I finally discovered the missing piece I was searching for. The “I, me” piece. The piece to help me understand and validate what I was going through. But it also allowed me to focus on myself and learn what it is I am doing to cause pain and dysfunction in my marriage and home. I finally found a place where I can get the right type of help for myself, regardless of what happens in my marriage.
Now, let me clarify. I am in no way saying that I am accountable for my spouse’s addiction. Just as he is capable of picking out a new car, he is the one who picks/chooses his daily behaviors. But what I am saying is that I am 150% accountable for how I react to his addiction or treat him in general as a human being and son of God. My behaviors, reactions, or lack of reactions are my choice and I must own my choices in order to effectively heal.
After all this reading, you might be anxiously asking yourself, “So now what? Where can I get help for this?” If you fall into the category of betrayal trauma, you need the right type of specialized help. Find a therapist that specializes in betrayal trauma. A good place to start is Therapy Utah in Lehi, UT. If you’re not located in the Salt Lake or Utah County area, then research betrayal trauma online.
There is so much information out there including online betrayal trauma courses at therapyutah.org. In addition, one of my favorite podcasts is The Betrayed, The Addicted, The Expert by Brannon Patrick, LCSW and Coby and Ashlynn Mitchell. You will gain a lot of insight and self awareness from these resources.
If you’re in a place of hopelessness, I want you to know I understand. I am there with you on this journey, and there is hope. There is a way to heal and become whole again. The help is out there. And this article is the first of many to come that will help you, too.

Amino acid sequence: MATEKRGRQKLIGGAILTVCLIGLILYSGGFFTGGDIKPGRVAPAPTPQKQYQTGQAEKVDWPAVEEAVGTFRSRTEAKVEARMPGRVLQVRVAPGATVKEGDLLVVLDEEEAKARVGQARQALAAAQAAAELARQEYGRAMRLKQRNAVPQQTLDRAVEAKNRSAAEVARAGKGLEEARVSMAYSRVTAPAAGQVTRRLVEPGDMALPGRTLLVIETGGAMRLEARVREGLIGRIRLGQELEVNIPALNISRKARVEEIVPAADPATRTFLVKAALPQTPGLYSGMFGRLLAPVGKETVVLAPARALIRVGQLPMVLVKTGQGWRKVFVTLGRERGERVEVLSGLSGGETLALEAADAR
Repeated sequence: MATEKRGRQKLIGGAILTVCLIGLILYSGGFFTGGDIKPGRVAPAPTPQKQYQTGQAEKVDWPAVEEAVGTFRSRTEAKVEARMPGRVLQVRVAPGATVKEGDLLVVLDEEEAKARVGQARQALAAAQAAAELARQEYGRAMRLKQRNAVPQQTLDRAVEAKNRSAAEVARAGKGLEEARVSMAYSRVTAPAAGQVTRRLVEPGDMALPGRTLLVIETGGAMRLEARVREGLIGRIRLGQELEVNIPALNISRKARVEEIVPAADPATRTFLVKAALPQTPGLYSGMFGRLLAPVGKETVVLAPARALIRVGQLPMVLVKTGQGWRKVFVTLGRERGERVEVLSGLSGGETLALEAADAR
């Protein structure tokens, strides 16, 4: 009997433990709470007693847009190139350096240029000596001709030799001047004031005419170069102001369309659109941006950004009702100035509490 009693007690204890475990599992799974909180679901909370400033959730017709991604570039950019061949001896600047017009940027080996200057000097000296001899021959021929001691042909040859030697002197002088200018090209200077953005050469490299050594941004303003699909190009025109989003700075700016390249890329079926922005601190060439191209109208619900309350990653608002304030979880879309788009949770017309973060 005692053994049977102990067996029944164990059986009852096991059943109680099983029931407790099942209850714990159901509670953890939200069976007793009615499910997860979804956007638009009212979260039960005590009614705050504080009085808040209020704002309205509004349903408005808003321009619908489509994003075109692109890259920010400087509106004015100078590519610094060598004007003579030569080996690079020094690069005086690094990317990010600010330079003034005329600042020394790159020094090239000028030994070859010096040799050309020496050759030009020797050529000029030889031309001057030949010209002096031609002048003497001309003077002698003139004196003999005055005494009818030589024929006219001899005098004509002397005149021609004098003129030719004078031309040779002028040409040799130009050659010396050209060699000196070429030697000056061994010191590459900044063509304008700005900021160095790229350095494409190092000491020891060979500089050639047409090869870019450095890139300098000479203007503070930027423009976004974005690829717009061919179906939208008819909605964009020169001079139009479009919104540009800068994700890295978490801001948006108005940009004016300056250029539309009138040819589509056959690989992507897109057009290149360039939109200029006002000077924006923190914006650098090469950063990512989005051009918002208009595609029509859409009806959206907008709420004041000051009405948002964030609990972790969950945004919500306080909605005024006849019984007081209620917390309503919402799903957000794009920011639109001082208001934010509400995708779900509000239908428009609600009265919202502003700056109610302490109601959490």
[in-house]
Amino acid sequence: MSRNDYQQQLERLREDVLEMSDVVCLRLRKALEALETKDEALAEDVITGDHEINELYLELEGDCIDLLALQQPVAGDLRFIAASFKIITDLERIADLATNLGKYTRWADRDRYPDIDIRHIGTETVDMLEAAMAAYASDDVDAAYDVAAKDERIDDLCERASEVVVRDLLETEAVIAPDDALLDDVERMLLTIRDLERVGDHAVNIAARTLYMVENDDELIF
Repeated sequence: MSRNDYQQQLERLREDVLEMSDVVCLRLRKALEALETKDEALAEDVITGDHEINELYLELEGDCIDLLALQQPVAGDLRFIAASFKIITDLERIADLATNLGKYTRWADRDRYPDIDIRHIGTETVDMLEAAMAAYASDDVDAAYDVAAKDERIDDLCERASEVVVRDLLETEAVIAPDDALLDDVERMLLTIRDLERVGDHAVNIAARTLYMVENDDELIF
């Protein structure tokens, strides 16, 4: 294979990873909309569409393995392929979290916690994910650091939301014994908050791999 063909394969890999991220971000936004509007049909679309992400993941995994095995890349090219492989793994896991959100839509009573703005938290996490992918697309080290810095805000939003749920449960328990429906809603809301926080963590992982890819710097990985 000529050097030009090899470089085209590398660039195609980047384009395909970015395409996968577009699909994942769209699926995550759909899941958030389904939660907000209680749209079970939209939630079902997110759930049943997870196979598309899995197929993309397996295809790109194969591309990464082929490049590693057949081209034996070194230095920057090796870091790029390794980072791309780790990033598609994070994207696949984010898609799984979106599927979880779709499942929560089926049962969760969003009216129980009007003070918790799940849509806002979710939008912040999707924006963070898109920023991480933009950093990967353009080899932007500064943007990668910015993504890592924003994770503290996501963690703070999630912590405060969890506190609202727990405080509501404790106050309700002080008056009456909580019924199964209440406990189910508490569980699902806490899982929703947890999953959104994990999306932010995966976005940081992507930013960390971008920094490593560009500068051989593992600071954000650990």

In closing, to whomever is reading this, believe that there is hope. Have faith that Heavenly Father knows you, that He is with you, and that He has not abandoned you in your darkest hour. You are not alone and there is the right type of help out there.
“God rarely moves the mountains in front of us, but He always helps us climb them.” – Sheri Dew
I have been there for my husband, my daughters, my friends, my parents, my in-laws and my extended family, some more than others and everyone in between. I am imperfect and sometimes feel "not good enough." But I am here trying. I am here being a taxi driver, nurse, dermatologist, garbage man, teacher, friend, parent, disciplinarian, employee, boss, swim teacher, soccer coach, basketball coach, sister, daughter, aunt and so much more. Being there comes with so many blessing, but other days, “being there” is just what it sounds like, the day in/day out drudgery of “being there.” But I am still here loving my children and husband. I'm here trying to love myself. Even though I know life is a crazy, I am here every day, showing up the BEST I can, loving, shaping, and praying that if I stay here, my kids, husband, and myself will grow up strong, loving, and capable. And I am here to write and share my story and trials because I want to be here. I hope my mistakes, blessings and trials will help others because I chose to be here.